Despite her small frame, she commands attention in the classroom where she teaches chemistry and AP physics.
But the secret to making students behave isn’t just about being strict. It’s also about listening to students.
US schools are hiring teachers from overseas - CNN
“I have observed that kids over the world … they have common thing(s). They want to be listened to, and they want to be stay motivated and be interested,” Yap said.
“Some of the kids are actually working (jobs), so in my case like when the student is sleepy, I just talk to her: ‘So, how are you doing? So did you work last night?’ “
The drowsy student responded: “I just arrived at home at 12 a.m.”
That’s when Yap turns the problem into a moment of positive reinforcement:
“So you’re very sleepy, but you’re still doing your work. I really appreciate that,” she told the student.
Desperate to fill teacher shortages
Since then, “I have (had) no problem with her.”
“Whenever I talk to the kid(s), they feel like a connection that I care for them, and I realize that’s … way back home, also the same time. It’s actually just the same,” Yap said.
“When you talk to the kid and you establish that good relationship, the kids will actually also give you the respect that you deserve.”
Elizabeth Vitela said Yap has made a profound impact on her daughter, Genevieve, who was in Yap’s chemistry class last year. On some days, the teacher stayed late to work with Genevieve until 6 p.m. or later.
“My daughter didn’t know what she wanted to do. Because of (Yap), she’s choosing science as something she wants to do for a career,” Vitela said.
She said Yap “just has the passion and the love to teach kids … to bring something out of them that they didn’t even know they had.”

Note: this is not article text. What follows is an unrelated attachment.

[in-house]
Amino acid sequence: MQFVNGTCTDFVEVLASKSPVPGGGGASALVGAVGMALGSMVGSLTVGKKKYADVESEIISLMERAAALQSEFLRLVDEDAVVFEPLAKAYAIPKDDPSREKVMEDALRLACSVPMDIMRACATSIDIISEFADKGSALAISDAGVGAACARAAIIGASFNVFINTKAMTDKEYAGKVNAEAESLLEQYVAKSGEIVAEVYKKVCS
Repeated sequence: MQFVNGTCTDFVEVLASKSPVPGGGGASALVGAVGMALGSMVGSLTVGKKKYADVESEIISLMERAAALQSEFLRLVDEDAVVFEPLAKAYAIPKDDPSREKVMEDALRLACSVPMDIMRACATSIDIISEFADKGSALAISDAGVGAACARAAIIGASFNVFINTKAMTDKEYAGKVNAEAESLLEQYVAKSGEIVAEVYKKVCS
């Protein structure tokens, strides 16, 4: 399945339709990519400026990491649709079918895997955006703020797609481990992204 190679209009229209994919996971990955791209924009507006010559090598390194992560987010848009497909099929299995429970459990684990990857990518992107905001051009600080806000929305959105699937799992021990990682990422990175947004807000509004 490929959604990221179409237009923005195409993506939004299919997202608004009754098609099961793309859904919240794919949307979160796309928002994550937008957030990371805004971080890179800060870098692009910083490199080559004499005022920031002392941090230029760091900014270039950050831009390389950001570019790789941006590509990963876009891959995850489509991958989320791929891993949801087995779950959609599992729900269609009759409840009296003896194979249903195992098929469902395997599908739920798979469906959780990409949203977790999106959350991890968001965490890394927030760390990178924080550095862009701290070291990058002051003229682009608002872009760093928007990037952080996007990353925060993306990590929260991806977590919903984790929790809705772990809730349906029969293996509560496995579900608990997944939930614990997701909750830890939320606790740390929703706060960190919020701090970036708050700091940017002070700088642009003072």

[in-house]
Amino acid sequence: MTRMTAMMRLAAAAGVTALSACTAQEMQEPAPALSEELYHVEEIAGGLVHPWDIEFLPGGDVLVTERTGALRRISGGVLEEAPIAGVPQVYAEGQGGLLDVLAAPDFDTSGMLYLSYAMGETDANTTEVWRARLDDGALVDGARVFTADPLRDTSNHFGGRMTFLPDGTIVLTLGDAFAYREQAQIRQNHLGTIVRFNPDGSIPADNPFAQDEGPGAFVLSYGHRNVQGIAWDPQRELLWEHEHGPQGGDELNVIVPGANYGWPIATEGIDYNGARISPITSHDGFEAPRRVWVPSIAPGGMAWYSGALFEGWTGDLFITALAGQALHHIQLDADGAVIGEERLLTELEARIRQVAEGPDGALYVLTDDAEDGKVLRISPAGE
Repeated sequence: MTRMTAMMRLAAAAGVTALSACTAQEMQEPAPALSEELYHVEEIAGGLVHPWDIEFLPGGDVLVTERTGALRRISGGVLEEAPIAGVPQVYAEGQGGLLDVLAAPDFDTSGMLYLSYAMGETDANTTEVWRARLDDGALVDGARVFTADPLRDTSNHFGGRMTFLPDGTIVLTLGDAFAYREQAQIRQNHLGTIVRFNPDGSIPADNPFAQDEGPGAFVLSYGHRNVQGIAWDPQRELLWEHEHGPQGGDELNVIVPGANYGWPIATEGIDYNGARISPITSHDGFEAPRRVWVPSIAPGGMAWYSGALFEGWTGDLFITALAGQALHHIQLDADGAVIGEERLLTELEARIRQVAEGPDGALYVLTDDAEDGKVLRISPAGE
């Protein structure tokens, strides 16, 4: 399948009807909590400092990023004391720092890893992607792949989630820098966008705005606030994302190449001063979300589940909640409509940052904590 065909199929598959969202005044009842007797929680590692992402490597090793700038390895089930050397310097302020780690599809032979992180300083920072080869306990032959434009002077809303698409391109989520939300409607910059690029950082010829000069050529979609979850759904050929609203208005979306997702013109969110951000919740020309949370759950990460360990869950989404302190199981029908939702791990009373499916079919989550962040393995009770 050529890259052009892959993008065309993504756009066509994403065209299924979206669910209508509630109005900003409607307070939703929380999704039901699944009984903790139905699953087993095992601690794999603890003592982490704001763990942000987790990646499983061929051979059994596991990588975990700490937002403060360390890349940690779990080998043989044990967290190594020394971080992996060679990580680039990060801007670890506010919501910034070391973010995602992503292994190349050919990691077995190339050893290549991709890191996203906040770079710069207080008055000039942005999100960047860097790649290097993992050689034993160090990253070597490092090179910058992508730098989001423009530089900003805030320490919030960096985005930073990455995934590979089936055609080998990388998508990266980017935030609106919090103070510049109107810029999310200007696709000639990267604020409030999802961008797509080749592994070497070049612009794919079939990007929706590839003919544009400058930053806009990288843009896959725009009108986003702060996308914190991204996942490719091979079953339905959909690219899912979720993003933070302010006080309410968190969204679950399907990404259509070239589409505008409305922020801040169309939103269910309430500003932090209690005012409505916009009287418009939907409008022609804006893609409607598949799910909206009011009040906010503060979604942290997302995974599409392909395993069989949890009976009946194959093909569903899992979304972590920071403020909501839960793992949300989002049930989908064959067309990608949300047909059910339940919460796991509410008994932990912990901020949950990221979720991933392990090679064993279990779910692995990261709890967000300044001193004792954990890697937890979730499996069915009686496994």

The clock is ticking

Regardless of how much the Filipino teachers love their students, or how much student and school districts love them, everyone knows their time in the US is limited.
Yap, Alvarado and Que all have less than two years before their visas expire.
“That would probably be a sad day for us,” Yap said. “One kid already told me, ‘Oh, Miss Yap, how long are you going to be here? Are you going to be in my graduation?’ “
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Alvarado said some of her students know she has to go back to the Philippines. They make it a point to tell her how grateful they are.
“It makes me feel so good when they would say, ‘Miss I am very happy that you are one of my teachers because I’ve learned a lot from you.’ ” Alvarado said.
“When it comes to that point, when they would say thank you, it’s a reward to myself that I have touched probably some lives of these people. But it’s just so sad that we have to say goodbye.”
Vitela, whose daughter didn’t know what she wanted to do before she met Yap, started crying when she learned the Filipino teachers at Genevieve’s school had to leave in two years.
“I think we need to change that,” Vitela said. “Seriously.”
“Because if you don’t change that … we’re going to be doomed with education here in Arizona.”